To show the potential effect of late treatment on life expectancy, we estimated health indicators stratified by CD4 count for patients who had not previously received any antiretroviral drugs and started therapy with three or more drugs after 2000, when non-nucleoside reverse transcriptase inhibitors were widely available. Out of 11812 patients who started antiretroviral therapy in 2000-8, 664 (6%) were pre-treated with one or two drugs and were not eligible for inclusion. Of the 11148 eligible patients, 9657 (87%) had a CD4 count recorded at baseline and were included in the analysis. Figure 22 shows life expectancy between the ages of 20 and 65 in those with HIV stratified by CD4 count compared with the life expectancy of men and women in the UK population. Table 44 shows that life expectancy decreased by over 10 years in those starting antiretroviral therapy with CD4 <200 cells/mm3 compared with 200-350 cells/mm3. The population impact of premature mortality before the age of 65 is illustrated by the difference in potential years of life lost, which increased by a factor of three for patients who started with CD4 <100 cells/mm3 compared with 200-350 cells/mm3, an absolute difference of 237 years lost per 1000 person years (24%). If we compare this with the UK population estimates shown in table 3, the difference in potential years lost is about 9%, 15%, and 33% for those who start antiretroviral therapy with a CD4 count 200-350, 100-199, and <100 cells/mm3, respectivelyrespectively.. As the life expectancy for the general UK population (weighted by the sex proportion of the HIV positive cohort) is about 58.8 years at the exact age of 20, the loss in life expectancy from the high to low CD4 groups is 5.4, 17.8, and 20.9 years, respectively. Of note, 5895 out of 14001 (42%) patients in UK CHIC had a CD4 count <200 cells/mm3 within three months of diagnosis.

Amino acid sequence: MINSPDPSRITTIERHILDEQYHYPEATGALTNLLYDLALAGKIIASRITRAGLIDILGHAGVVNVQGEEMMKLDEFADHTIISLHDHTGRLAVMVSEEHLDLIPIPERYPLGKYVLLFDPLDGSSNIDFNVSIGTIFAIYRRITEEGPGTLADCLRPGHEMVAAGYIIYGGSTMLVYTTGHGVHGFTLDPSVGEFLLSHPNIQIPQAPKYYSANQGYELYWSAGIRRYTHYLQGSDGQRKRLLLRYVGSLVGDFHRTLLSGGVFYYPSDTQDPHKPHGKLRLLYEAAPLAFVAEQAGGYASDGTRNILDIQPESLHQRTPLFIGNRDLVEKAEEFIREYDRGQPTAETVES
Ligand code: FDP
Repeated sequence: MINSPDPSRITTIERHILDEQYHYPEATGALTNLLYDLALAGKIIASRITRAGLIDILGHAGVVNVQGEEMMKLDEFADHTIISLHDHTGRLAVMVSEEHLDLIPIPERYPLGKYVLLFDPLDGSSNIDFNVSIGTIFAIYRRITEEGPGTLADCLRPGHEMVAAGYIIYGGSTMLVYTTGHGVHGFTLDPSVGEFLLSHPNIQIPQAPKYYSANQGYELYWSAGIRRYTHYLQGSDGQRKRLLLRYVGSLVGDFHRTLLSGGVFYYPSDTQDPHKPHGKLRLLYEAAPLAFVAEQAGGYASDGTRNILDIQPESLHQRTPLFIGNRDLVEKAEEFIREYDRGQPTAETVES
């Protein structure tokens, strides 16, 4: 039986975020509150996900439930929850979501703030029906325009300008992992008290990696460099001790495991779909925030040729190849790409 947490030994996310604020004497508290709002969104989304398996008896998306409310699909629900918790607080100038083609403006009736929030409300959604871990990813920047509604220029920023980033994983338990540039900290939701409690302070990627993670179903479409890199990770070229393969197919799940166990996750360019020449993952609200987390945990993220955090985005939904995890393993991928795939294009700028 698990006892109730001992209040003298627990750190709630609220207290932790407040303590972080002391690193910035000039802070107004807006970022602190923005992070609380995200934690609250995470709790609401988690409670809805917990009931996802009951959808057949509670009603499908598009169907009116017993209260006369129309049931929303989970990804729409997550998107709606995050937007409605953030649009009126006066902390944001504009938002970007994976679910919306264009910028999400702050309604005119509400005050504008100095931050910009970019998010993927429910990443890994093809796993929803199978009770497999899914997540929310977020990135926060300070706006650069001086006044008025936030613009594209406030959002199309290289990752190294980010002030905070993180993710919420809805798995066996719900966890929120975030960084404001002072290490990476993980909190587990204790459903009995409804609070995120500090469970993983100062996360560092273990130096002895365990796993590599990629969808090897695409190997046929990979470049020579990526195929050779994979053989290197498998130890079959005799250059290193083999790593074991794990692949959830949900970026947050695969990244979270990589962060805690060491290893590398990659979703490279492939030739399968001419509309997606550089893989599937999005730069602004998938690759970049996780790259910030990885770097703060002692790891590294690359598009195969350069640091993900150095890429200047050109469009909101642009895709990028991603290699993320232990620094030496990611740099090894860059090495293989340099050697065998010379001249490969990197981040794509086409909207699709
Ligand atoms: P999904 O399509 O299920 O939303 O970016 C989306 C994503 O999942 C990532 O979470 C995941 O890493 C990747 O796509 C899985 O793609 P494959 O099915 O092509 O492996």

In sensitivity analyses that varied the adjustment to rate of death in the open age group (≥65), the life expectancy at the exact age of 20 varied from 49.8 (no adjustment) to 37.9 for a rate ratio of 6 (maximum adjustment considered). We estimated this life expectancy to be 41.1 years (see table 2), using the observed average rate ratio in the 55-59 and 60-64 groups, which was 2.56. For comparison, life expectancy was 42.7 and 40.3 years with 2 and 3 as plausible limits of the rate ratio adjustment.